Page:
Home again

We returned late yesterday from our stay in Calgary, a beautiful city whose skyline is at least three times the size of Salt Lake City. The weather was not nearly as oppressive as we had prepared ourselves for considering that we were expecting to dodge polar bears and penguins on the sidewalks. It was still bitterly cold, but the natives kept reassuring us that they were experiencing a warm spell, many of them bragging that they had often water skied naked in temperatures lower than this. I think that may have less to do with their stamina, though, and more to do with how much beer they drank with breakfast.

Last year when Jon and I visited Vancouver we were both struck with the unpretentious hospitality of Canadians, and this trip did nothing but reinforce that impression. People there are refreshingly gentle and laid back, and when I announced that Jon and I were in Calgary I got seven emails in a row with the exact same subject line: “Welcome to Calgary!” Each one with a single exclamation point, and that says a lot about the people who sent those emails, that they don’t feel the need to go about abusing extraneous exclamation points to prove just how emphatic they are. They knew I would understand the emotion behind the single punctuation mark — our city, it is fair and agreeable, we welcome you here — and that adding any more punctuation would be the Internet equivalent of shouting in my ear with a megaphone. They took that into careful consideration.

The conference was one of the most enjoyable I have ever attended, and not just because I got to go back to the hotel room and make out with the guy who gave the speech about logo design — the talk of kerning just gets me all hot and bothered. Jon’s presentation was fantastic, and because I had never before seen him present I was blown away by just how much of a performer he is, as funny and personable as he is in normal conversation. I also give him credit for keeping his shit together in front of a crowd of people who had just heard me read the following quote aloud from this entry:

Do you know how awkward it is to meet someone in a professional situation now? “Hi, I’m Jon Armstrong, and I grope my wife while she unloads the dishwasher. BUT YOU ALREADY KNEW THAT.”

I had warned him before my speech that I might pull that one out, and he just waved it off and said that if I did he’d introduce his talk with, “For the next hour I’m going to demonstrate several innovative ways to feel up your partner.” And I think he would have had the crowd not been as mixed as it was. About halfway through my own speech I got the feeling that I was making some of the more conservative attendees uncomfortable, so I skipped over 10 pages that talked entirely about my boobs, or at least about how my boobs have affected the story arc of my online identity. I was going to segue into the last part of my speech by reading an excerpt from this entry where I talk about using cabbage to soothe the swelling of my engorged boobs, which may not seem relevant except that the hormonal shift that took place during the two weeks after I stopped breastfeeding Leta contributed greatly to the frame of mind I was in when I checked myself into a psych ward. And, I’m sorry, call me juvenile, but there is not much else in this world that could fulfill me as much as standing in front of a large group of strangers and telling them that I once put a vegetable in my bra.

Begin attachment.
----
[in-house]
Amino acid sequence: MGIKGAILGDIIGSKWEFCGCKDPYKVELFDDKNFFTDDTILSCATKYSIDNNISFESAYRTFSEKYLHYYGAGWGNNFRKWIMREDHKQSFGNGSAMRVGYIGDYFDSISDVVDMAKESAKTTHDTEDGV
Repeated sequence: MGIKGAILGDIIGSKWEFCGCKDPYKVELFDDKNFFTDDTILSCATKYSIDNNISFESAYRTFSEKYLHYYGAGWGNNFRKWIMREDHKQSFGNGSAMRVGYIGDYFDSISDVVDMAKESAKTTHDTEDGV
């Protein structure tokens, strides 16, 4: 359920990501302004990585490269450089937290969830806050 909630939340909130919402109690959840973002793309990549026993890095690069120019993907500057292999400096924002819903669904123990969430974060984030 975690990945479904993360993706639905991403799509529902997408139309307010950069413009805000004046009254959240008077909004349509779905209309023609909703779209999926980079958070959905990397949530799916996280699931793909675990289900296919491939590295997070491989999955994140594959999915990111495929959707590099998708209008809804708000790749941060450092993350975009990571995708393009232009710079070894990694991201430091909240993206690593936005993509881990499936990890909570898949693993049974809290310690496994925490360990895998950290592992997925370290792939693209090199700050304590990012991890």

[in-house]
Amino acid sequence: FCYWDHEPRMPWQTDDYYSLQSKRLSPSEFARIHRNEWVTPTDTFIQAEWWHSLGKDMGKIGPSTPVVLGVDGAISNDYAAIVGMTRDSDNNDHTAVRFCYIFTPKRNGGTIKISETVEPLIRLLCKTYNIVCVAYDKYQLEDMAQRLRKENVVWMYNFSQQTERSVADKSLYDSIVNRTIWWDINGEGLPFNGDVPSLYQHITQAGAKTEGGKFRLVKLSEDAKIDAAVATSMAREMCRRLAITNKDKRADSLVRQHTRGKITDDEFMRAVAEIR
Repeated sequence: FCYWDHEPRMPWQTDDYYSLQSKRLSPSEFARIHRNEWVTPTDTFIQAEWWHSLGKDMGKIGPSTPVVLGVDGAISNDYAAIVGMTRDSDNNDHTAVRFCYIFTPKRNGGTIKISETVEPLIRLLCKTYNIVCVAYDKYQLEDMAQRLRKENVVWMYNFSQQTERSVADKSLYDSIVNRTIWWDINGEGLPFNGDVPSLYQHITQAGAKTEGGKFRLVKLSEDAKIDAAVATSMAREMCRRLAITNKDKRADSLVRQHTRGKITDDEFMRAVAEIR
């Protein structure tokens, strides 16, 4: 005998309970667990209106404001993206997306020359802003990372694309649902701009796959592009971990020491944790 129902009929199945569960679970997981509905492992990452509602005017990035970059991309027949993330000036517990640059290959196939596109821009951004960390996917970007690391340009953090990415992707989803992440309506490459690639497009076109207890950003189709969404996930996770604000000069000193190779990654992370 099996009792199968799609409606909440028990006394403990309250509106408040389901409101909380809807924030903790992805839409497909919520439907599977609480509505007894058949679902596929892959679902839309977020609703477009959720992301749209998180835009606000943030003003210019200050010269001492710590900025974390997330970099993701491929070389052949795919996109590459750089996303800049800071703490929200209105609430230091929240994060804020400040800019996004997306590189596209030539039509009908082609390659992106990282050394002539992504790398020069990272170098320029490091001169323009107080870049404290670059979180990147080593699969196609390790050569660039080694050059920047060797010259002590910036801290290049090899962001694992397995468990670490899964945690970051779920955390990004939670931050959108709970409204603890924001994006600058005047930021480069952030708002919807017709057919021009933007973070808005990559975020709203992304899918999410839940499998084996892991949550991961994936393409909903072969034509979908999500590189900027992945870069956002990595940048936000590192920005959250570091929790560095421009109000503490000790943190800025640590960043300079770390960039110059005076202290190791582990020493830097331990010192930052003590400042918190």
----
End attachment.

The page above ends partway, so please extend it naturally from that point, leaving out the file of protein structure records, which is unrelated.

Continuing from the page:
We did not have much free time to explore the city, so we spent what time we did eating really good food and taking pictures around downtown. Friday night we stayed up late becoming friends with the other speakers and the conference organizers, even getting into an hour-long analytical conversation about porn and sex toys. While I can understand how the porn industry might feel threatened by the Internet as broadband is making it so that no one wants to get off their Cheeto-stained backsides to rent Curbside Pick-up when they can just download something as cinematically brilliant from a server in Bermuda, I still don’t get how most people can be turned on the first place by a woman with fake body parts who is making noises that have a pitch and quality very similar to those you might hear coming from a constipated howler monkey. That is just so distracting.

And Jon thinks that there’s nothing wrong with all the inventive technology out there in the sex market, but the ones where there are dildos and rubber fists attached to the end of a long pole being powered by a Kitchen Aid? Congratulations to you for using your degree in engineering, but his mom used to be a caterer, so all that makes him think about is her special recipe for potato casserole. Probably not what they were going for on that one.

I’ve posted and will be posting photos from our trip to my flickr account. Already one of my favorites is this one of Jon during his presentation talking about how tall he was in first grade.

Jon presenting